MEMORIALS left on the side of Southend roads in tribute to loved ones who have lost their lives will only remain in place for eight weeks, a report has revealed.

The new report, set to go before the cabinet of Southend Council, sheds light on how long grieving families can leave temporary memorials in place before they are removed.

Bosses say that memorials left in place for some time can often become tatty, generally due to weathering, which can be considered distasteful or otherwise disrespecting the memory of those lost.

The council will now leave a temporary roadside memorial in place for eight weeks following the date of installation.

It is hoped this will strike a balance between those personally affected during a difficult time, as well as the transition to a return to normality - something the community may seek rather than face a long-standing reminder of a tragedy.

But St Laurence resident Kimberley O’Connell has questioned whether the period is long enough for those personally affected by such trauma.

The 45-year-old said: “I lost my mum in Morrison’s in Eastwood when she was 64, she had a heart attack in there.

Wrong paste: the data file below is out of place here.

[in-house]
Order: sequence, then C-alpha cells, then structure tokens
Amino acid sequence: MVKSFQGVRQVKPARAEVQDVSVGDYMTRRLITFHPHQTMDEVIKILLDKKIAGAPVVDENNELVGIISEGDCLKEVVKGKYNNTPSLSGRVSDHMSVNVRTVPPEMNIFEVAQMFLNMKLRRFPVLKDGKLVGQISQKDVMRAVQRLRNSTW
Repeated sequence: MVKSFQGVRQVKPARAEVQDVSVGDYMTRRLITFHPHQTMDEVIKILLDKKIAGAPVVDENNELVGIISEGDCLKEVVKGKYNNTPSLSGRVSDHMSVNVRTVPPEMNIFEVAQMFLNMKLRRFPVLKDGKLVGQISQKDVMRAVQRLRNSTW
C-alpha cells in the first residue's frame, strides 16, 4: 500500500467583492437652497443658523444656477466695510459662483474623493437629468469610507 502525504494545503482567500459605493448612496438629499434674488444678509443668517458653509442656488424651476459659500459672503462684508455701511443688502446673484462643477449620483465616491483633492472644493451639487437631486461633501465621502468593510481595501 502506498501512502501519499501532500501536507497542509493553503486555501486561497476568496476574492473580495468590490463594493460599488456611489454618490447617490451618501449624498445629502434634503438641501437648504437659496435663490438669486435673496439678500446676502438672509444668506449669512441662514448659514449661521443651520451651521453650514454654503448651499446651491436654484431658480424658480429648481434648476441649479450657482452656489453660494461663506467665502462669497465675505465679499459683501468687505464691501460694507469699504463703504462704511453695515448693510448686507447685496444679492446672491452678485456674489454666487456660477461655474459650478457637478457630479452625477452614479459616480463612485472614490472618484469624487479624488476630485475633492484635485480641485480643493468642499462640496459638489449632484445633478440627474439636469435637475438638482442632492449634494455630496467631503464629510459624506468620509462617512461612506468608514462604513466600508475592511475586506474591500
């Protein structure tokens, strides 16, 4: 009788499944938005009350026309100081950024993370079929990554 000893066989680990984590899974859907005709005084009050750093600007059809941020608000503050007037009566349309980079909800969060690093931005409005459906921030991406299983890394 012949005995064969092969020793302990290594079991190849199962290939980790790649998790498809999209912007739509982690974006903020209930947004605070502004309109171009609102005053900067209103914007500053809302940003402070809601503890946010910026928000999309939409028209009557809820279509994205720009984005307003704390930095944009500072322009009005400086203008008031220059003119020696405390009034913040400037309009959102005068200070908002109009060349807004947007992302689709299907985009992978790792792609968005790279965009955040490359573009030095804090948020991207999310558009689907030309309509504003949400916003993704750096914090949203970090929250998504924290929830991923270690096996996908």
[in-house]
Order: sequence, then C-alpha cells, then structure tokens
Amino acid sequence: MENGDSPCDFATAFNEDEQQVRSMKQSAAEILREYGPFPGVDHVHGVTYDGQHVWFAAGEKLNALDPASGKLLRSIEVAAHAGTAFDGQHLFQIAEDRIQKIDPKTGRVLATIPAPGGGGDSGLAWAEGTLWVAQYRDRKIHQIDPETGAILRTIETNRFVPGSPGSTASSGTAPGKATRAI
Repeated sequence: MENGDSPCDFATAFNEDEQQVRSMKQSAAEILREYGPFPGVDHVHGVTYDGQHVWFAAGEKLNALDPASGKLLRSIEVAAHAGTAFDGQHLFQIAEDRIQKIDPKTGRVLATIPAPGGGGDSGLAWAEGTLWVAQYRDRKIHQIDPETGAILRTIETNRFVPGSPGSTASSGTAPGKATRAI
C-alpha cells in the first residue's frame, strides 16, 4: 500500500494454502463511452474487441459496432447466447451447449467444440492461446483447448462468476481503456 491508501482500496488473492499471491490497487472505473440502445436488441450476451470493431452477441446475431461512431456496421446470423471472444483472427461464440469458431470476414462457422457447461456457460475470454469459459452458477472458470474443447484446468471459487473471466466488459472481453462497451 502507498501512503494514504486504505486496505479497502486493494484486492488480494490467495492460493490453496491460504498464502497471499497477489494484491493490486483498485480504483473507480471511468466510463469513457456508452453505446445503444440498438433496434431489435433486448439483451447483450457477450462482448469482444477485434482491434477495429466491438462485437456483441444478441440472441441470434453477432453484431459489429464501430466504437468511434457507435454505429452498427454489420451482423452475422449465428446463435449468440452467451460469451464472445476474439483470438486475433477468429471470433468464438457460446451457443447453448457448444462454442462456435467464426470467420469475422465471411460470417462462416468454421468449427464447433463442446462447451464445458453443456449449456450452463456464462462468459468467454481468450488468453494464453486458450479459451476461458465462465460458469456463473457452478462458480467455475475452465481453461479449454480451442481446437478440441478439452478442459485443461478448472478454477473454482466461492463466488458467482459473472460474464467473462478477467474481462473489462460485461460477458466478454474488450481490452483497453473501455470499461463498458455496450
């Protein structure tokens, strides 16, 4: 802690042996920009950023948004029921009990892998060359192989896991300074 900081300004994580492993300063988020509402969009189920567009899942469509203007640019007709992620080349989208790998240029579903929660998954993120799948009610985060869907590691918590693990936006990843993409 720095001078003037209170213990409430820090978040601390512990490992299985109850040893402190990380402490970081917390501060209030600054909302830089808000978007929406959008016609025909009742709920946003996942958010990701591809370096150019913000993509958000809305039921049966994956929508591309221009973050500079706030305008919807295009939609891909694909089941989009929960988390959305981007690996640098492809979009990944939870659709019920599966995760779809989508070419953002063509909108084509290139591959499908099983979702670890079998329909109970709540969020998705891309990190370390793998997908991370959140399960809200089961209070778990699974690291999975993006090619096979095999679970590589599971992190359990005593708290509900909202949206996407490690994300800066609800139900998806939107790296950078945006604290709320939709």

“I know this isn’t exactly on the road, but if we’d have put a memorial there for her, I’d have been really upset if it was moved.

“I think as long as it’s not causing any obstruction to the highways and flowers are removed when they’re looking a bit tired, I can’t see there being an issue. I don’t know if eight weeks is really long enough - I’ve never got over my mum’s death, it’s been nearly nine years.

“But if you think about when is the right time, it’s like how long is a piece of string.”

Mark Flewitt, deputy Southend Mayor, believes “sensitivity is critical”.

He said: “Anything to do with marking a death, no matter how it’s happened, is of course sensitive, especially when it’s our own loved ones.

“Whereas some might say ‘these flowers are dying, it’s been weeks can’t we move them’. It can be seen as a reminder, but it is really difficult.”

Any tributes will be kept by the council for up to two months, giving families the chance to get them.